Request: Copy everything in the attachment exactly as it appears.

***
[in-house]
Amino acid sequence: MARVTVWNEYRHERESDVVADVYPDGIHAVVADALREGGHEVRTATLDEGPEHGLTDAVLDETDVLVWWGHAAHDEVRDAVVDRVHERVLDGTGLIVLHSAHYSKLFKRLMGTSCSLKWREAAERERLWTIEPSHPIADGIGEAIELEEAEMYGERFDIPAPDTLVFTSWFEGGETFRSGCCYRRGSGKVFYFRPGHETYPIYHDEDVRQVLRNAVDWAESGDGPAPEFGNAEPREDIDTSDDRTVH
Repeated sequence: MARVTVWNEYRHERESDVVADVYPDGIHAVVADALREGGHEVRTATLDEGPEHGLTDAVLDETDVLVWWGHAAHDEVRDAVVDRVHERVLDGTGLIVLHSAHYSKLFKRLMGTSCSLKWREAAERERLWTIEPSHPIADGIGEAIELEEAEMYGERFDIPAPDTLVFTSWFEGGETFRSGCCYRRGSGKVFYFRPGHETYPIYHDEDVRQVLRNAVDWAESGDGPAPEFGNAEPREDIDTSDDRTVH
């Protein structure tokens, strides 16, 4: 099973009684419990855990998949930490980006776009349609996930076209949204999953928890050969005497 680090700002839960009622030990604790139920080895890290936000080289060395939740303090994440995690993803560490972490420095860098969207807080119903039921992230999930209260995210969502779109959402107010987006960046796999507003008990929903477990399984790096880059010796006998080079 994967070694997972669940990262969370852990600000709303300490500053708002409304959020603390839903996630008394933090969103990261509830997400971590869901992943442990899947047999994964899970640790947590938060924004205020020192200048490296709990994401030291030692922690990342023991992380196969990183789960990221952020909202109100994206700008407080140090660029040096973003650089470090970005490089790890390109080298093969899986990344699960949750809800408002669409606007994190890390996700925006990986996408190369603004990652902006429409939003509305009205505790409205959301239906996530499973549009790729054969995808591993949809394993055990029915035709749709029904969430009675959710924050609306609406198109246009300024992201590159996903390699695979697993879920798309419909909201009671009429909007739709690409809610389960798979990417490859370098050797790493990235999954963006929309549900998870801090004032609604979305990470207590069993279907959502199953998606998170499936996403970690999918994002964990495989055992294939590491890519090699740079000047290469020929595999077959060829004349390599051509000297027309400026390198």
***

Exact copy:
[in-house]
Amino acid sequence: MARVTVWNEYRHERESDVVADVYPDGIHAVVADALREGGHEVRTATLDEGPEHGLTDAVLDETDVLVWWGHAAHDEVRDAVVDRVHERVLDGTGLIVLHSAHYSKLFKRLMGTSCSLKWREAAERERLWTIEPSHPIADGIGEAIELEEAEMYGERFDIPAPDTLVFTSWFEGGETFRSGCCYRRGSGKVFYFRPGHETYPIYHDEDVRQVLRNAVDWAESGDGPAPEFGNAEPREDIDTSDDRTVH
Repeated sequence: MARVTVWNEYRHERESDVVADVYPDGIHAVVADALREGGHEVRTATLDEGPEHGLTDAVLDETDVLVWWGHAAHDEVRDAVVDRVHERVLDGTGLIVLHSAHYSKLFKRLMGTSCSLKWREAAERERLWTIEPSHPIADGIGEAIELEEAEMYGERFDIPAPDTLVFTSWFEGGETFRSGCCYRRGSGKVFYFRPGHETYPIYHDEDVRQVLRNAVDWAESGDGPAPEFGNAEPREDIDTSDDRTVH
């Protein structure tokens, strides 16, 4: 099973009684419990855990998949930490980006776009349609996930076209949204999953928890050969005497 680090700002839960009622030990604790139920080895890290936000080289060395939740303090994440995690993803560490972490420095860098969207807080119903039921992230999930209260995210969502779109959402107010987006960046796999507003008990929903477990399984790096880059010796006998080079 994967070694997972669940990262969370852990600000709303300490500053708002409304959020603390839903996630008394933090969103990261509830997400971590869901992943442990899947047999994964899970640790947590938060924004205020020192200048490296709990994401030291030692922690990342023991992380196969990183789960990221952020909202109100994206700008407080140090660029040096973003650089470090970005490089790890390109080298093969899986990344699960949750809800408002669409606007994190890390996700925006990986996408190369603004990652902006429409939003509305009205505790409205959301239906996530499973549009790729054969995808591993949809394993055990029915035709749709029904969430009675959710924050609306609406198109246009300024992201590159996903390699695979697993879920798309419909909201009671009429909007739709690409809610389960798979990417490859370098050797790493990235999954963006929309549900998870801090004032609604979305990470207590069993279907959502199953998606998170499936996403970690999918994002964990495989055992294939590491890519090699740079000047290469020929595999077959060829004349390599051509000297027309400026390198």